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19. Using Multiple Buffers

The messages you are processing in af reside in an object called a buffer. Each time you visit a folder, a buffer is created to hold the messages in the folder.

At any time, one and only one buffer is selected. It is also called the current buffer. Often we say that a command operates on "the buffer" as if there were only one; but really this means that the command operates on the selected buffer (most commands do).

When af has multiple windows, each window has a chosen buffer which is displayed there, but at any time only one of the windows is selected and its chosen buffer is the selected buffer. Each window's mode line displays the name of the buffer that the window is displaying (see section 20. Multiple Windows).

Each buffer has a name, which can be of any length, and you can select any buffer by giving its name. Most buffers are made by visiting files, and their names are derived from the files' names. But you can also create an empty buffer with any name you want. A newly started af has a buffer named `*scratch*' which can be used as a temporary place to store messages. The distinction between upper and lower case matters in buffer names.

Each buffer records individually what folder it is visiting, whether it is modified, and what major mode and minor modes are in effect in it (see section 3.3 Major Modes).

19.1 Creating and Selecting Buffers  Creating a new buffer or reselecting an old one.
19.2 Listing Existing Buffers  Getting a list of buffers that exist.
19.3 Killing Buffers  Killing buffers you no longer need.
19.4 Inserting a Buffer  You can insert one buffer into another.

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19.1 Creating and Selecting Buffers

C-x b buffer RET
Select or create a buffer named buffer (switch-to-buffer).
C-x 4 b buffer RET
Similar, but select buffer in another window (switch-to-buffer-other-window).

To select the buffer named bufname, type C-x b bufname RET. This runs the command switch-to-buffer with argument bufname. You can use completion on an abbreviation for the buffer name you want (see section 7.6 Completion). An empty argument to C-x b specifies the most recently selected buffer that is not displayed in any window.

Most buffers are created by visiting files, but you can also create a buffer explicitly by typing C-x b bufname RET. This makes a new, empty buffer which is not visiting any file, and selects it. If you try and save a buffer created in this way, you are asked for the file name to use.

Note that C-x C-f, and any other command for visiting a file, can also be used to switch to an existing file-visiting buffer. See section 18.3 Visiting Files.

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19.2 Listing Existing Buffers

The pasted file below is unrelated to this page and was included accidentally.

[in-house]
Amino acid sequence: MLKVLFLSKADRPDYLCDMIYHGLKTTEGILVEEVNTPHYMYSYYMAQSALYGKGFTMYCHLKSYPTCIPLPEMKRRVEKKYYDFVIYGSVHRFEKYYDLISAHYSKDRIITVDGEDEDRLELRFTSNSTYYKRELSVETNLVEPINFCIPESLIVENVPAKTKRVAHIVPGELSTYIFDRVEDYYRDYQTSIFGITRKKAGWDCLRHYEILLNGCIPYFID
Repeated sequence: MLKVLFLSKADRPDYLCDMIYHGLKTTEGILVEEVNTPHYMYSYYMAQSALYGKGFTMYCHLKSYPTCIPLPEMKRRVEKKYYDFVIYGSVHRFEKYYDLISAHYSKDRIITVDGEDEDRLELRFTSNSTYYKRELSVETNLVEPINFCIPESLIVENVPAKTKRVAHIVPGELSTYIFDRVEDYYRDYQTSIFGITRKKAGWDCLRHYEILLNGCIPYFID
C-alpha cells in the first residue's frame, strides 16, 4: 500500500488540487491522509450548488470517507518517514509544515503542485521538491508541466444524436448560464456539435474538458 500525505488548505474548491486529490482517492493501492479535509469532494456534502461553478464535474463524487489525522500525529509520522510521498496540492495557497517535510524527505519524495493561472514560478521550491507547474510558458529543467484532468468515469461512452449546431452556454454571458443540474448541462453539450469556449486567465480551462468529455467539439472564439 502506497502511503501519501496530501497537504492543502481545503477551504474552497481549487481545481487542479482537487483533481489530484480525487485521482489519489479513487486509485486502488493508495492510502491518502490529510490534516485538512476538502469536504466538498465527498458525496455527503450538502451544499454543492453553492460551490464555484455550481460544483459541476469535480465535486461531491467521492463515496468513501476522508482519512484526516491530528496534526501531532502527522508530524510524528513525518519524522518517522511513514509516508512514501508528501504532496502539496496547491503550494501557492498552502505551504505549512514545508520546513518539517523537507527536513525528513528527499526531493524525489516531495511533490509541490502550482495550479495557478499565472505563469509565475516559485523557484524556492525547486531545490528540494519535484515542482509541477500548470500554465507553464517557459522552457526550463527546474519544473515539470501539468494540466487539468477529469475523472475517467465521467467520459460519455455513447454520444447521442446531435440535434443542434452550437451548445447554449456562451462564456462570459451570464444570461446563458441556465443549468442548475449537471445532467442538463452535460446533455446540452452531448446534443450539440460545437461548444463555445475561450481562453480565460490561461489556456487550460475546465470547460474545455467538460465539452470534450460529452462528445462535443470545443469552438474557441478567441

To display a list of all the buffers that exist, type C-x C-b. Each line in the list shows one buffer's name, major mode and visited file. The buffers are listed in the order, most recently visited first.

`*' or `+' at the beginning of a line indicates the buffer is modified or status modified. If several buffers are modified, it may be time to save some with C-x s (see section 18.6 Saving Files). `%' indicates a read-only buffer. `.' marks the selected buffer. Here is an example of a buffer list:

 MR Buffer         Size  Mode           File
 -- ------         ----  ----           ----
.*  malc             12  Mail           /var/spool/mail/malc
 +  af               21  Mail           /home/malc/Mail/af
    *scratch*         0  Mail

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19.3 Killing Buffers

If you continue an af session for a while, you may accumulate a large number of buffers. You may then find it convenient to kill the buffers you no longer need. On most operating systems, killing a buffer releases its space back to the operating system so that other programs can use it. Here are some commands for killing buffers:

C-x k bufname RET
Kill buffer bufname (kill-buffer).
M-x kill-some-buffers
Offer to kill each buffer, one by one.

C-x k (kill-buffer) kills one buffer, whose name you specify in the minibuffer. The default, used if you type just RET in the minibuffer, is to kill the current buffer. If you kill the current buffer, another buffer is selected; one that has been selected recently but does not appear in any window now. If you ask to kill a file-visiting buffer that is modified, then you must confirm with yes before the buffer is killed.

The command M-x kill-some-buffers asks about each buffer, one by one. An answer of y means to kill the buffer. Killing the current buffer or a buffer containing unsaved changes selects a new buffer or asks for confirmation just like kill-buffer.

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19.4 Inserting a Buffer

Sometimes you may want to merge two buffers. An easy way to do this is to use M-x insert-buffer), which inserts the contents of the specified buffer into the current buffer at point, leaving mark at the start of the inserted contents and point after them. The buffer will still be visiting the folder you originally read, and so will be saved to its original folder.

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This document was generated by Malc Arnold on August, 22 2002 using texi2html